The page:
Vitamin 'D' for Deficiency
Recently, there has been a lot of talk about vitamin D deficiency in Australia. This sounds a bit strange at first, because as you probably know our best source of Vitamin D is from the sun, and there is no shortage of sunshine in Australia. But it seems that many of us spend longer hours indoors or are covering up too well when we are outdoors.
Vitamin D forms when UV light hits the skin. You can get a bit of Vit D from Cod Liver oil, Oily Fish, egg yolk, but the sun is our best and safest source.
Why is Vitamin D so important?
Its main role is to help with the absorption of Calcium and phosphorous from the gut. It then regulates how it’s used and stops the kidneys from excreting Calcium. So there is no point in taking in all the Calcium you need if your body isn’t using it. If you are vitamin D deficient, which more and more people are, you are at risk of some obvious diseases such as Osteoporosis and some not so obvious diseases as diabetes, stroke, Heart disease, HBP, depression, Alzheimers, auto immune disorders and cancer.
People at risk of deficiency include the elderly, people with osteoporosis and dark skinned people who need more sunlight as the pigment in their skin reduces UV penetration, people who cover up with sunscreen or clothing all the time and babies of mums who are vit D deficient especially if they are being breastfed.
So this brings us back to the sunscreen debate. If we don’t use sunscreen we are at risk of developing skin cancer and if we do we can also develop cancer due to lack of vitamin D and due to the carcinogenic ingredients contained in many sunscreens. Confused? Me too. So I checked out what the Cancer Council had to say. According to them :
“In winter in the southern parts of Australia, where UV radiation levels are less intense, people may need about two to three hours of sunlight to the face, arms and hands, or equivalent area of skin, spread over a week to maintain adequate vitamin D levels. In winter in northern parts of Australia, people will continue to maintain adequate vitamin D levels going about their day-to-day activities, so it is not necessary to deliberately seek UV radiation exposure. Most Australians need sun protection when the UV Index is 3 or above. UV radiation levels in northern states are higher than southern states, so in some parts of Australia, sun protection is needed all year around at certain times of the day. In these areas, it is safe to go outside without sun protection in the early morning and late afternoon when the UV Index is below 3.However in southern states, there are times of the year when sun protection may not be necessary. People in southern states may not need sun protection from May to August when the UV Index is likely to be below 3. The only exception is if they are at high altitudes or near highly reflective surfaces like snow or water.”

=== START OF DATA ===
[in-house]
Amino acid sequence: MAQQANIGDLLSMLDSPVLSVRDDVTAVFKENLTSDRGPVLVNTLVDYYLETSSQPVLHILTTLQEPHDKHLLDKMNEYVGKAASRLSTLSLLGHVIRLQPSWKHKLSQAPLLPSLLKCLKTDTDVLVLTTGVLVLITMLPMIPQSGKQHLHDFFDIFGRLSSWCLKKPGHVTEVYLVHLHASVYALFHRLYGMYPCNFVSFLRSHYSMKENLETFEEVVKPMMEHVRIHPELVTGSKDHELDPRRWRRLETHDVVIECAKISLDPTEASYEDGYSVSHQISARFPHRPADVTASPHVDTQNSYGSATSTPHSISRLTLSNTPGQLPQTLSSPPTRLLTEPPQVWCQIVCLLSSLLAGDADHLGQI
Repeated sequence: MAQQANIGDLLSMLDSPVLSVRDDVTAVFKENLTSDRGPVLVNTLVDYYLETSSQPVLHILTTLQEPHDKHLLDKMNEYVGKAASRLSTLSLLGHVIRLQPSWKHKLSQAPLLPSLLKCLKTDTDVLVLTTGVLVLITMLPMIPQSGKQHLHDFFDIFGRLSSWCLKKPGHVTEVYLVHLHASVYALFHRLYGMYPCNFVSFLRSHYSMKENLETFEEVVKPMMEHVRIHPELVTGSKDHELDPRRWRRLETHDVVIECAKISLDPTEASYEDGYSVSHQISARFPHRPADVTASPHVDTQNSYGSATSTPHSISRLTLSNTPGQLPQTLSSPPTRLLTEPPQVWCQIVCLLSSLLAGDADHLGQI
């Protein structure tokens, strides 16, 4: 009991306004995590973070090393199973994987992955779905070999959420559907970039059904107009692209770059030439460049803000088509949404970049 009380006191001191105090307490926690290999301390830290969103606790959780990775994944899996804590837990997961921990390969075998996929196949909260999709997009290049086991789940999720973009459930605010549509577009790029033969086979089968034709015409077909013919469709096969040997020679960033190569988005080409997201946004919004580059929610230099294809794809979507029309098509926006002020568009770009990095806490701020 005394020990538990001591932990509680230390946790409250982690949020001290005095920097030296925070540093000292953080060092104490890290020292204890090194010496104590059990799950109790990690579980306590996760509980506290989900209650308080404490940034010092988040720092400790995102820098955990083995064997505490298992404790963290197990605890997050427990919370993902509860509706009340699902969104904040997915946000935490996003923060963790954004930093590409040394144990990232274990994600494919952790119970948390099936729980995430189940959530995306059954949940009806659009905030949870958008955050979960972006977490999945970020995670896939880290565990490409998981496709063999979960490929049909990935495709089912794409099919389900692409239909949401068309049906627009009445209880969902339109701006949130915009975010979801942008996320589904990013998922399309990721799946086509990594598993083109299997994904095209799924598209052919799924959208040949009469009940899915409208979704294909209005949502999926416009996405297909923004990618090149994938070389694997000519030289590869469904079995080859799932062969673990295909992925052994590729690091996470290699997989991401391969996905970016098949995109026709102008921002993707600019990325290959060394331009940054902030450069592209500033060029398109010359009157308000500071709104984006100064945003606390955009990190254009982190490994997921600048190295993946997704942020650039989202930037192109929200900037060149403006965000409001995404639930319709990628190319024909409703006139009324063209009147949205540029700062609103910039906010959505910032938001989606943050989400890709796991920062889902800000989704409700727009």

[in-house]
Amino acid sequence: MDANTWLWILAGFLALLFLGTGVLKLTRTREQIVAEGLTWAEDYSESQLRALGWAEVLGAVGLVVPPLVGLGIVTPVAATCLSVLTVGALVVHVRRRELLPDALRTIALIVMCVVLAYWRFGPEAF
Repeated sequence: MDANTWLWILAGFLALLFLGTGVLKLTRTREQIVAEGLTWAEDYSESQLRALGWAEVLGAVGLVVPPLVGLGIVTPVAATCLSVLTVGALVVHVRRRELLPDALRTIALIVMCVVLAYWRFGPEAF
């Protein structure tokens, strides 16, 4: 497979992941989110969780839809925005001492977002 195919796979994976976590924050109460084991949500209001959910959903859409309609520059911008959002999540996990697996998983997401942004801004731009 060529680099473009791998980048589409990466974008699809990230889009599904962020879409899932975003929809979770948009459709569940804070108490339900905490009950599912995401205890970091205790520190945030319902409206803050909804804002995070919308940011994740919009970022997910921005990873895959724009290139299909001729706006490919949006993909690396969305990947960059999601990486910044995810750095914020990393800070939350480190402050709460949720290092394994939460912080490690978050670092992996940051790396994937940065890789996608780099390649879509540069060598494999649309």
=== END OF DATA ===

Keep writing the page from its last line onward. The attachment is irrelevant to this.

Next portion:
So it is a balancing act. Obviously it is never a good idea to get sunburnt but getting small doses of regular sunshine is really important. Wear protection in the middle of the day especially in summer, and get some early morning or late afternoon sun. I believe it is better to get some sun and then cover up with a hat and rashie than to lather yourself with toxic sunscreen.
You can check out the cancer council Australia website to find out what the UV index is for the day in your state. If you think you might have a vitamin D deficiency then see your doctor.